May: Decisions Are Made

In May, everyone finds out whether they have a job this television season. It’s like getting into college: you got the grades, did the extracurriculars, submitted applications, and now you wait to find out if you’re going to your dream school… or community college.

After the pilot is edited, the final cut is delivered to the networks, and the waiting begins. Creatives spend weeks compulsively checking the trades and harassing their friends in the industry trying to glean information on the status of their shows and their future employment status.

As Craig Thomas, showrunner for HOW I MET YOUR MOTHER PUT IT, put it, “It’s like you’re back in high school, and you want to hear any bit of gossip about yourself or other shows.”

Network execs start seriously watching the pilots a week or two before the May upfront presentations, then start ordering these pilots to series. They announce these orders right before upfronts, sometimes only hours beforehand.

Thumbs-Up-Thumbs-Down

Few make the final cut, and the whole experience is like watching your favorite contestants being voted off the island or booted out of the house. Orders for the 2014-2015 season ranged from 5 series orders at The CW, to 16 at NBC. Those that don’t make it are dead pilots, which we talk about more here.

The orders are announced along with prime time schedules, and then the pilots are aired for advertisers in the third week of May during upfront presentations in New York, where marketers buy up commercial air time “up front,” (think: like a pre-sale on advertising at discounted rates.)

7 comments… add one

  • Bruna Skrzypek

    Hi!

    I just found out your site and I really wanted to thank you for writing it! It is really helping me to understand how tv industry works, specially since I’m from Brazil and things work different from USA.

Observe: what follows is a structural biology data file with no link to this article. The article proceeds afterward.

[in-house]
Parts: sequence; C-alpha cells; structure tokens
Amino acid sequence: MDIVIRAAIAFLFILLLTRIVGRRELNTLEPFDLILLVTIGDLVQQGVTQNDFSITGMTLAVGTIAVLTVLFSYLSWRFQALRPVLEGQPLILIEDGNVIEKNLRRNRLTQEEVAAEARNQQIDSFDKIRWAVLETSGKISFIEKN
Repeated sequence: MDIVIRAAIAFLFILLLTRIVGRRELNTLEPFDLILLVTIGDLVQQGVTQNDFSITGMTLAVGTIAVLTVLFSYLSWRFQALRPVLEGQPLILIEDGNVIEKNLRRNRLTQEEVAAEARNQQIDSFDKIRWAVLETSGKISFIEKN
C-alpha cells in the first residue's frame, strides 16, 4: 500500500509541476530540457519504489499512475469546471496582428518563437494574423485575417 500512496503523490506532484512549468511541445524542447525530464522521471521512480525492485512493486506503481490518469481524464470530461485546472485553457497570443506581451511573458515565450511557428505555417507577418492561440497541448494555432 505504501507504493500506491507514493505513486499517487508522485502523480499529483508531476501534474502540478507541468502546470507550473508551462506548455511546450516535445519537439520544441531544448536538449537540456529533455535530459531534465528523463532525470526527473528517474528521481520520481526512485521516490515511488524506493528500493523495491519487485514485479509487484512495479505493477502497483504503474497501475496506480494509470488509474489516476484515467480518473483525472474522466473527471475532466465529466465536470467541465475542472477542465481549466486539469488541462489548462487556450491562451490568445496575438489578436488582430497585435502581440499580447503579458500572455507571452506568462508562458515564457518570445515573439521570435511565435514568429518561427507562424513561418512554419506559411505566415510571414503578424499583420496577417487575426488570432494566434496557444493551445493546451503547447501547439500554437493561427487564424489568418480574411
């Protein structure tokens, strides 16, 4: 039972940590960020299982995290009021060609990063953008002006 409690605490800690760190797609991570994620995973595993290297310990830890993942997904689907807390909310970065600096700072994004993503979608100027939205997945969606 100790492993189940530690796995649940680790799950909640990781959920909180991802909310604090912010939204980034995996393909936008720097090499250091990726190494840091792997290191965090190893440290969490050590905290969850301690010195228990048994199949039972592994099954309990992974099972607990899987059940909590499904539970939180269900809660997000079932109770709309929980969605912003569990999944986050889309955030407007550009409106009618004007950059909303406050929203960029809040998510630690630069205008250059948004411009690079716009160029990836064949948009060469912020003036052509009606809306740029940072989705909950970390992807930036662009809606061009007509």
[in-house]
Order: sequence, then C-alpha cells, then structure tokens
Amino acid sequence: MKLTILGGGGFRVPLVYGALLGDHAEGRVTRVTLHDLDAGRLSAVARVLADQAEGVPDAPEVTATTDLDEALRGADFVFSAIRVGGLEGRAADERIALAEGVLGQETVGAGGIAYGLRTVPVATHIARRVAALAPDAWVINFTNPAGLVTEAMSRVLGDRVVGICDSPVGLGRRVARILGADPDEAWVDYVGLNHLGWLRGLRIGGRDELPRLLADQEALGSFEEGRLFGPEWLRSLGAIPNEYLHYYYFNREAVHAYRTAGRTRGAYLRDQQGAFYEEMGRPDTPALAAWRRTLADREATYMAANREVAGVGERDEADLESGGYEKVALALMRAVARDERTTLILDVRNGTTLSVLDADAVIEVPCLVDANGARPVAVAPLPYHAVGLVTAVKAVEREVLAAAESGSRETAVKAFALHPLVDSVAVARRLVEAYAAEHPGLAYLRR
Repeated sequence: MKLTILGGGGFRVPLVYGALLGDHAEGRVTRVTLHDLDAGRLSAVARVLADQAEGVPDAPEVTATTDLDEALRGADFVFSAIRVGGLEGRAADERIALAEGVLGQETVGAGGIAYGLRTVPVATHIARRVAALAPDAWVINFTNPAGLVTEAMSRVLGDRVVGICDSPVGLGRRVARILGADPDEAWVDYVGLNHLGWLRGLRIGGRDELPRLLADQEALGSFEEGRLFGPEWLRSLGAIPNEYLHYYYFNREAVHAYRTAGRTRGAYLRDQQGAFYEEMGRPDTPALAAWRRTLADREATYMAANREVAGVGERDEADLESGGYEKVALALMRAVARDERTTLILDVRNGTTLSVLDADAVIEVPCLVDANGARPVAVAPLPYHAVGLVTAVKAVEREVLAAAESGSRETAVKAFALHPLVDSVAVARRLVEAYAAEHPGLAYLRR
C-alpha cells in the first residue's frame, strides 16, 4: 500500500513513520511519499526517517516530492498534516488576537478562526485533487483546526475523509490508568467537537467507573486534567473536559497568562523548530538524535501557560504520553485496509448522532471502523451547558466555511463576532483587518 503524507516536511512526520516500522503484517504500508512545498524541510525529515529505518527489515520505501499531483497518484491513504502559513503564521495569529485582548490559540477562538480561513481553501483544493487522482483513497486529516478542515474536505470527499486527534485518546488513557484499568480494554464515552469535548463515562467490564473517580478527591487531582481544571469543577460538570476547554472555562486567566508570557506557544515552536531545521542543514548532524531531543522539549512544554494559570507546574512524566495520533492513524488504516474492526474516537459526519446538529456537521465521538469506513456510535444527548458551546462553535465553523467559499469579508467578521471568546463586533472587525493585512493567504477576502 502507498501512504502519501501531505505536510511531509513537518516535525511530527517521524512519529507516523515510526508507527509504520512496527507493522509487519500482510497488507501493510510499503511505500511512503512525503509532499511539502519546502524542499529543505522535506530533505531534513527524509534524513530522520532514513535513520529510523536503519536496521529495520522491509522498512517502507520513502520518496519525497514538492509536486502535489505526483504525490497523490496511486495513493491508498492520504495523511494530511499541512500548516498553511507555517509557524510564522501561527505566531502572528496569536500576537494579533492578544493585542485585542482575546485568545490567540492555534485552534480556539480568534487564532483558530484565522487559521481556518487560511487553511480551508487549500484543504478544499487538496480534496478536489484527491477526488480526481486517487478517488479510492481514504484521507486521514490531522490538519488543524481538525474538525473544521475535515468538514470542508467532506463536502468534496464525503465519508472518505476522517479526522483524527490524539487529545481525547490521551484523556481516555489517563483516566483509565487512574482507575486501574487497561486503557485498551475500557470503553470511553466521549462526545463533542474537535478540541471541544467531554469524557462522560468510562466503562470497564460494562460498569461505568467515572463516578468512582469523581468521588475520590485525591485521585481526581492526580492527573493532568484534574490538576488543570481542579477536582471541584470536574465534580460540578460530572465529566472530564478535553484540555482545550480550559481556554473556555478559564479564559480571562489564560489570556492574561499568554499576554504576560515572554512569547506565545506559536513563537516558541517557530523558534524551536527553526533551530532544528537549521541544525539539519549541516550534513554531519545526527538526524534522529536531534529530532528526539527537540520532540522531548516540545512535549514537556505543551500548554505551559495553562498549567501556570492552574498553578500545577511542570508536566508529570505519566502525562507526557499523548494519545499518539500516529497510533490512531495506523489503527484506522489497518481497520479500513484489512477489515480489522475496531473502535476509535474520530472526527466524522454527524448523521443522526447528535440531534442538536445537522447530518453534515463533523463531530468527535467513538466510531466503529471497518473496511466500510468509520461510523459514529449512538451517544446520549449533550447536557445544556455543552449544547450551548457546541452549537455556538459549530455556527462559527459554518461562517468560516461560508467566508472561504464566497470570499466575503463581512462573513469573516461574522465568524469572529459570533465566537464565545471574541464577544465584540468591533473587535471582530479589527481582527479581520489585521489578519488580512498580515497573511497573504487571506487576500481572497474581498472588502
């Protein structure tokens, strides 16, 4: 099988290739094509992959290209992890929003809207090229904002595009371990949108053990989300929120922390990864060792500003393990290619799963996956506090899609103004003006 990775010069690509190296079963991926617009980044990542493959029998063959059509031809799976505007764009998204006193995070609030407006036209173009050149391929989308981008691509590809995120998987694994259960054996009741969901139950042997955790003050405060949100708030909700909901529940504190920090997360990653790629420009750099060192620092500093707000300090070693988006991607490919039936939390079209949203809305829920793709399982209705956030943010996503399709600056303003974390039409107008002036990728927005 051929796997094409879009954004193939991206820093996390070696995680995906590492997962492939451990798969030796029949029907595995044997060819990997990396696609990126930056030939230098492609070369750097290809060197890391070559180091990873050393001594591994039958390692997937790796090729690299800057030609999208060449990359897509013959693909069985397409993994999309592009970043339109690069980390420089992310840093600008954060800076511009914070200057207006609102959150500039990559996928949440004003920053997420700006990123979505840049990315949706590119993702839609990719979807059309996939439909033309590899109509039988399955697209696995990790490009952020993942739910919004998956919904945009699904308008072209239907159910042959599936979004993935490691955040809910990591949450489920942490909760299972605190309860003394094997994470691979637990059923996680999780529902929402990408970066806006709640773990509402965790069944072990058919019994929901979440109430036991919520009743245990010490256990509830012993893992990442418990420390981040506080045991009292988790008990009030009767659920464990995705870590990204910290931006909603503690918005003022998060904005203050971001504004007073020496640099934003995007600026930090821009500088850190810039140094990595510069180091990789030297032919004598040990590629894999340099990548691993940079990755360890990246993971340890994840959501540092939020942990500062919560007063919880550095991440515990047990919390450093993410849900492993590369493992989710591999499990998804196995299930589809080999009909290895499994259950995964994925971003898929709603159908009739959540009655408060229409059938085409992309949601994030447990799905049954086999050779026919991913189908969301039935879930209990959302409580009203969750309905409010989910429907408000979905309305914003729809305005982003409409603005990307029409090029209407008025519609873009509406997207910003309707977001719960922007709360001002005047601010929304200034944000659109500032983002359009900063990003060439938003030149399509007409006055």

Best,
    Bruna

    • Chris Ming

      Hi Bruna, glad you liked it! I imagine so many things would be different… yet very much the same, also 🙂

      Thanks so much for reading and if you ever have any other questions, you can always email me.

  • Lily

    How do you find out if a pilot is rejected or picked up to series? If you’re an actor do you find out from your agent? Deadline mentioned that my pilot is being redeveloped but I haven’t heard from my agent or the people from the pilot. Is deadline accurate?

    • Chris Ming

      Deadline is on top of things pretty consistently but always look to your agent for what you need to know and do.

  • Ash

    Hi
    This was helpful!! I was wondering how you get to be able pitch your idea to people.

    • Chris Ming

      Hi Ash, a lot of hard work. In general, get to LA, get to work proving it to people you’re the sort of person who can add value and whose ideas should be taken seriously. Show you can execute those ideas (by writing scripts, shooting shorts or pitches, making videos, etc.) and you’re on your way.

  • Domanique Rowe

    I am a Producer for a Reality Based TV Series, I am looking to hopefully be picked up by a network or studio. I have a pilot available for review. I would ask for assistance to direct me towards the next step of success!!